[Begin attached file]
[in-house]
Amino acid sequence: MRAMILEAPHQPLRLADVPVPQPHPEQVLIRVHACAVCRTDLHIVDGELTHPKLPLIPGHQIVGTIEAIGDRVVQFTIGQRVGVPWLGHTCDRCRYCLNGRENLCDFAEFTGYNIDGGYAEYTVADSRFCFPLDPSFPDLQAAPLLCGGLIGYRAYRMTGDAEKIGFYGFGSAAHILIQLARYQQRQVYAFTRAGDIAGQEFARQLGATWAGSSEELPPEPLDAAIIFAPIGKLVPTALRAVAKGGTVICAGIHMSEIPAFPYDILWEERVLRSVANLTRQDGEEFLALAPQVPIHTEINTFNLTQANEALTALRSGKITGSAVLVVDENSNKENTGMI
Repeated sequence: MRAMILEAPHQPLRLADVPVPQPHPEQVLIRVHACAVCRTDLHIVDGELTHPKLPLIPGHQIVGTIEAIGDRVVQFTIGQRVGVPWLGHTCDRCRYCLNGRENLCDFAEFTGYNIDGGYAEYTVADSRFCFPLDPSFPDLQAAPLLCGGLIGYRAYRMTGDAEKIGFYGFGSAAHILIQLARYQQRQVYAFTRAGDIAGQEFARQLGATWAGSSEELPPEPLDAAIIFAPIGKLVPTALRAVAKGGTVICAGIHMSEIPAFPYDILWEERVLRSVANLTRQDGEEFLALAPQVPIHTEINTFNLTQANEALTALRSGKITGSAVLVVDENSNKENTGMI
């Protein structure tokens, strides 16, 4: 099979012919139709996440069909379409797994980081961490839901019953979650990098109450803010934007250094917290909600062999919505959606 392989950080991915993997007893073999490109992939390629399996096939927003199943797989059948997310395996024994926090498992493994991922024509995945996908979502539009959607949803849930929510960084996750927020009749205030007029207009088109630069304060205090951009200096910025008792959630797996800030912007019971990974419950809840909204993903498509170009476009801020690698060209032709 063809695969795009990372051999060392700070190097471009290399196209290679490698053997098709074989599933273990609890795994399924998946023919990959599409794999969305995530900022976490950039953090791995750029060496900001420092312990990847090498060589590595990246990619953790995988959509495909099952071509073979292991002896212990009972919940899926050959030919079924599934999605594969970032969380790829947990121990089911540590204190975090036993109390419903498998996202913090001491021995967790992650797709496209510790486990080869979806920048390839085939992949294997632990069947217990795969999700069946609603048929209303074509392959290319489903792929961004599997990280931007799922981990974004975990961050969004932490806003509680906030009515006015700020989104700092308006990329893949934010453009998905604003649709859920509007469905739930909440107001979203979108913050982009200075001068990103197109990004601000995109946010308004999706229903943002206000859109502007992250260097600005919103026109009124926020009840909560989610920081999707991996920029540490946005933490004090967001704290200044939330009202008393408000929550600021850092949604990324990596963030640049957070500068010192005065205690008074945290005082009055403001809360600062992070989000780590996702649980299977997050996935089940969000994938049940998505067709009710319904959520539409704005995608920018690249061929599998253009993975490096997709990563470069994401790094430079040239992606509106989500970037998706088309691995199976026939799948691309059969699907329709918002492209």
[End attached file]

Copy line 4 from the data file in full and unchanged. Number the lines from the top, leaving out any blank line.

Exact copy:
């Protein structure tokens, strides 16, 4: 099979012919139709996440069909379409797994980081961490839901019953979650990098109450803010934007250094917290909600062999919505959606 392989950080991915993997007893073999490109992939390629399996096939927003199943797989059948997310395996024994926090498992493994991922024509995945996908979502539009959607949803849930929510960084996750927020009749205030007029207009088109630069304060205090951009200096910025008792959630797996800030912007019971990974419950809840909204993903498509170009476009801020690698060209032709 063809695969795009990372051999060392700070190097471009290399196209290679490698053997098709074989599933273990609890795994399924998946023919990959599409794999969305995530900022976490950039953090791995750029060496900001420092312990990847090498060589590595990246990619953790995988959509495909099952071509073979292991002896212990009972919940899926050959030919079924599934999605594969970032969380790829947990121990089911540590204190975090036993109390419903498998996202913090001491021995967790992650797709496209510790486990080869979806920048390839085939992949294997632990069947217990795969999700069946609603048929209303074509392959290319489903792929961004599997990280931007799922981990974004975990961050969004932490806003509680906030009515006015700020989104700092308006990329893949934010453009998905604003649709859920509007469905739930909440107001979203979108913050982009200075001068990103197109990004601000995109946010308004999706229903943002206000859109502007992250260097600005919103026109009124926020009840909560989610920081999707991996920029540490946005933490004090967001704290200044939330009202008393408000929550600021850092949604990324990596963030640049957070500068010192005065205690008074945290005082009055403001809360600062992070989000780590996702649980299977997050996935089940969000994938049940998505067709009710319904959520539409704005995608920018690249061929599998253009993975490096997709990563470069994401790094430079040239992606509106989500970037998706088309691995199976026939799948691309059969699907329709918002492209």